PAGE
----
Ten years ago today, Steve Jobs stood onstage before an admiring crowd at Macworld in San Francisco and announced that “Today Apple is going to reinvent the phone.” Jobs was unveiling the iPhone, which he described as a combination “revolutionary mobile phone,” “widescreen iPod” and a “breakthrough internet communications device.”
It would be six months before the first iPhone actually went on sale, and five years before a long list of inventors, including Jobs, were granted U.S. Patent No. D672769 for the design of what was simply referred to as an "Electronic Device."
But from the beginning, it was clear that Apple had indeed created a game changer, a device that became not just a technological marvel, but also a cultural icon. Two years ago, it was celebrated as such in an exhibit at the Cooper-Hewitt, Smithsonian Design Museum in New York, titled “Tools Extending Our Reach.”
“Because the iPhone has been such a basic tool in the digital age, it was displayed next to an ancient stone hand tool,” says Cindy Trope, an associate curator at the museum. “It wasn’t the first cell phone, but it really incorporated so many complex functions and was a complex product with so many different technologies—the camera, the microphone, the touch screen, wireless connectivity. It also engendered a lot of user appeal. We looked at the whole design object, not just the functionality, but also the physical experience of holding it and using it.”
The iPhone obviously went through plenty of changes during its first decade, as Apple has remained a company dedicated to constant innovation. In fact, between 2007 and the first week of 2017, according to the U.S. Patent and Trademark Office, Apple was granted 12,405 U.S. patents, including 2,533 last year alone. (That may sound like a lot, but it's not usual for innovative consumer electronic companies—in recent years, Google and Microsoft have actually filed applications for more patents. A big reason is to protect themselves from future lawsuits.)
Not all were for the iPhone, and most have yet to come to fruition. Many never will.
Apple tries to be careful not to tip its hand, so it’s often a guessing game as to what might be added to the next iPhone model—although websites like Patently Apple and AppleInsider try to closely track what it may be up to.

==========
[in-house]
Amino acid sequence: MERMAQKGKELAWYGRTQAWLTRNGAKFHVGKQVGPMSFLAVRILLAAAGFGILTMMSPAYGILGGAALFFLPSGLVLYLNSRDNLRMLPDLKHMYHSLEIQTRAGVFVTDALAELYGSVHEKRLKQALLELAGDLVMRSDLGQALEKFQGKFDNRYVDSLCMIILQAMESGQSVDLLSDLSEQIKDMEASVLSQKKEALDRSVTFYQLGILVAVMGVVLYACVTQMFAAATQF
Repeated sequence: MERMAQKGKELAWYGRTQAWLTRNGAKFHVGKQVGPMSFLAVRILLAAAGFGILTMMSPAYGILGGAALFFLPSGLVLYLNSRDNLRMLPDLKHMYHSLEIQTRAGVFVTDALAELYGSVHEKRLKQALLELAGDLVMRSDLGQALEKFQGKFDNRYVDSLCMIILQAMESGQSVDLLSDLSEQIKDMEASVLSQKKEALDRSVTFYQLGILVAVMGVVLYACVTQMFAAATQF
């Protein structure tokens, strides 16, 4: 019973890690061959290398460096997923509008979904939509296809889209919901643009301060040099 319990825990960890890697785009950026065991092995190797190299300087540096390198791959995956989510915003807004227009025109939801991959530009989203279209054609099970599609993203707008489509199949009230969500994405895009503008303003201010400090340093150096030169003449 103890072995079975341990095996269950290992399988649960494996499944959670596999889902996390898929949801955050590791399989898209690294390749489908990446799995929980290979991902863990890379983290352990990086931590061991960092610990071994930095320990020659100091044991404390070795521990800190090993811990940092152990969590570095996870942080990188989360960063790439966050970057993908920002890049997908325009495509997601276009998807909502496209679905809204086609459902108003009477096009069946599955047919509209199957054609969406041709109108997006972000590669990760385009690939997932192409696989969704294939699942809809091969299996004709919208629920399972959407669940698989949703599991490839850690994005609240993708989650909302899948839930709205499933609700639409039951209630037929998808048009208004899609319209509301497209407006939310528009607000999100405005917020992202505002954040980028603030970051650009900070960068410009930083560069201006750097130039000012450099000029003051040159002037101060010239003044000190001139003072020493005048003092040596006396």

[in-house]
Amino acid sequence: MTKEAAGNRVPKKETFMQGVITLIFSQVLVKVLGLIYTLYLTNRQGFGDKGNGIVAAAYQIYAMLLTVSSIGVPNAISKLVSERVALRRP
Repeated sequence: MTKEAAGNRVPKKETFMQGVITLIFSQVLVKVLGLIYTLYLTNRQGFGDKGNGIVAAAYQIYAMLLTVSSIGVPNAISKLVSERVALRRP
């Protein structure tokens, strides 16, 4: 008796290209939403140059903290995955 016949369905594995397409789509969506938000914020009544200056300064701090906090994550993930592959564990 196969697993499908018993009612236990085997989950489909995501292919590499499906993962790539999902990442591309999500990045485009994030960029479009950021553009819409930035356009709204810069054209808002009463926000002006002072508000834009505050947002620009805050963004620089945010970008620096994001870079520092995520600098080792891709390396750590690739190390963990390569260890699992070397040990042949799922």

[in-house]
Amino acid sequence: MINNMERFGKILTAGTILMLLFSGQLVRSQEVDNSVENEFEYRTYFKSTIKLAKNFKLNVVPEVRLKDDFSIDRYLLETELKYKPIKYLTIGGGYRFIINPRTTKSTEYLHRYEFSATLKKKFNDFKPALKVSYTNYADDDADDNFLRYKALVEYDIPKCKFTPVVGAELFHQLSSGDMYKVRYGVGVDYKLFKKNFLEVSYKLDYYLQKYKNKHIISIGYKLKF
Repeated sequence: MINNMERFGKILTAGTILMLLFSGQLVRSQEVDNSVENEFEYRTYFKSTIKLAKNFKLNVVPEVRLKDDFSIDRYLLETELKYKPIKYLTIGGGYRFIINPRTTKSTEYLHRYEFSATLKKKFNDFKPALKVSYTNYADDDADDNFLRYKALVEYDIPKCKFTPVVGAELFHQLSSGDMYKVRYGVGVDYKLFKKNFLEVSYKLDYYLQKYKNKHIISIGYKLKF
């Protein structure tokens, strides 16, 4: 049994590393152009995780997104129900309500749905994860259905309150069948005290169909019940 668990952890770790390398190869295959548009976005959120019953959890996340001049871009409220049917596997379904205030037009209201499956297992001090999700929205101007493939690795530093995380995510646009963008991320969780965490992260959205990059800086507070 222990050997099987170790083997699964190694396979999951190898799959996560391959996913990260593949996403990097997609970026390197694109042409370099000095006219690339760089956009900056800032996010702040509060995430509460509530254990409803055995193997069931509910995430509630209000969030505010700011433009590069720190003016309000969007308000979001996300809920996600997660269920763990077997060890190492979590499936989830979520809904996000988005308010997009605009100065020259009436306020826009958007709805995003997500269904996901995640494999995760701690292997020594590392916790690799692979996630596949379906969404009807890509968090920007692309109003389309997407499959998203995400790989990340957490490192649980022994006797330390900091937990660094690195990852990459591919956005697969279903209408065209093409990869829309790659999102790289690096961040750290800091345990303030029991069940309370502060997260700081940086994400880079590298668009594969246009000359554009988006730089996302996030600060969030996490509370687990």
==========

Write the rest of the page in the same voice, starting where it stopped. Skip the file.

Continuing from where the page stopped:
Here are eight inventions that have been described in Apple patent applications filed or patents granted in the past year. (On average, it takes about 25 months, or just over two years, for a patent to be approved.) One day they may become as much a part of the iPhone legacy as the touchscreen. Or maybe not.
An iPhone That Folds?
Remember flip phones? They ruled the mobile phone world before the iPhone came along and changed everything. So, it’s more than a little ironic that in November, Apple was granted a patent for a mobile device with a hinge or bendable seam that allows it to open and shut like a book.
The patent, for “Flexible Display Devices,” explains how screens with a flexible OLED display could be designed to bend a number of ways. The screens could fold to face each other or bend back-to-back. It also suggests additional hinges could be added that would enable to phone to be folded into thirds. And, it raises the possibility that the folding phone could be designed so that it could easily clip on to clothing.
While foldable screens are harder to break and make the device easier to carry, this would represent a dramatic shift from the iPhone’s iconic, sleek design. Some experts remain dubious that a bendable iPhone is imminent. Said AppleInsider: “Considering iPhone's design progression over nearly ten years, it is unlikely that Apple will release a foldable format smartphone anytime soon.”